The styling is in the same vein as the IS-F (and IS250c) more or less, inside and out, but misses some of that gorgeous detailing like the snazzy tailpipes and ferocious noise. There’s GPS across the range and the audio system is fabulous. The Levinsen upgrade is worth every penny but should come with medical insurance for your eardrums. The cabin feels luxurious and well appointed. It’s also worth a mention that a lot of bits and bobs standard in Lexus is on the war-and-peace that passes for an options list on Mercedes, Audi and BMW. The leather is beautiful quality as are the metal and wood highlights. Some like wood and some don’t but I personally think it is tasteful and classy. The styling aside, the engines are silky smooth. I love the power of the 3.5 unit which is incredibly smooth with tons of oomph for getting off the mark with a respectable 5.6 seconds to 100kph. The 2.5 L is slower at 8 seconds but once upon a time that was considered superfast. How quick do you really need to be??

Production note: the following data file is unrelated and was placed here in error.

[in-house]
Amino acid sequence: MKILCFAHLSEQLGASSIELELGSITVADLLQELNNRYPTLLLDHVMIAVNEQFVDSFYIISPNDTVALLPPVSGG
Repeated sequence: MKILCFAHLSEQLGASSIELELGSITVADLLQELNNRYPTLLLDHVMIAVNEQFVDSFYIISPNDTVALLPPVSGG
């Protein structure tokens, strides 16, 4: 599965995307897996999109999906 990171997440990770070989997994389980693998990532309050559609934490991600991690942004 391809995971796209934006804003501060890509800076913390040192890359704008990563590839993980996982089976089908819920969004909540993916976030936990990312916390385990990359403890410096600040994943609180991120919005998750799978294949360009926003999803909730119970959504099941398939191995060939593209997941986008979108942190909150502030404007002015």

The important thing to remember is that unless you’re a complete moron, you’ll be driving sensibly and in doing so will get surprisingly good fuel figures at under 10L/100k avg. Most of us will be doing a spot of shopping and taking friends to the airport, although the latter has become more of a challenge in recent times with the traffic turning the whole thing into a complete shemozzle. You’re much better off taking your shiny new IS into the country for a spin through some of those gorgeous country mountain passes of which we are so fond. As with the other IS’s we have tested, the F sport is worth the extra money. The suspension is a joyous combination of firm ride and comfy damping. You won’t be thumping over the cow tracks that pass as roads in our cites. We’ve all ridden in “performance” cars whose ride was so unpleasant that would would rather put your eye out with a hot poker than ride another centimetre in the damned thing. You’ll be rounding corners with little body roll and the steering provides a nice balance of road feel and assistance despite its electric set up. Electric power steering was once so lacking in feel that the best you could hope for is that your car went where you pointed it. Now you can feel you way just like the old days. Why do we have electric power steering? Because it only uses power when you turn the wheel unlike the old hydraulic steering which sapped energy via the belt driven pump which ran while ever the motor was running..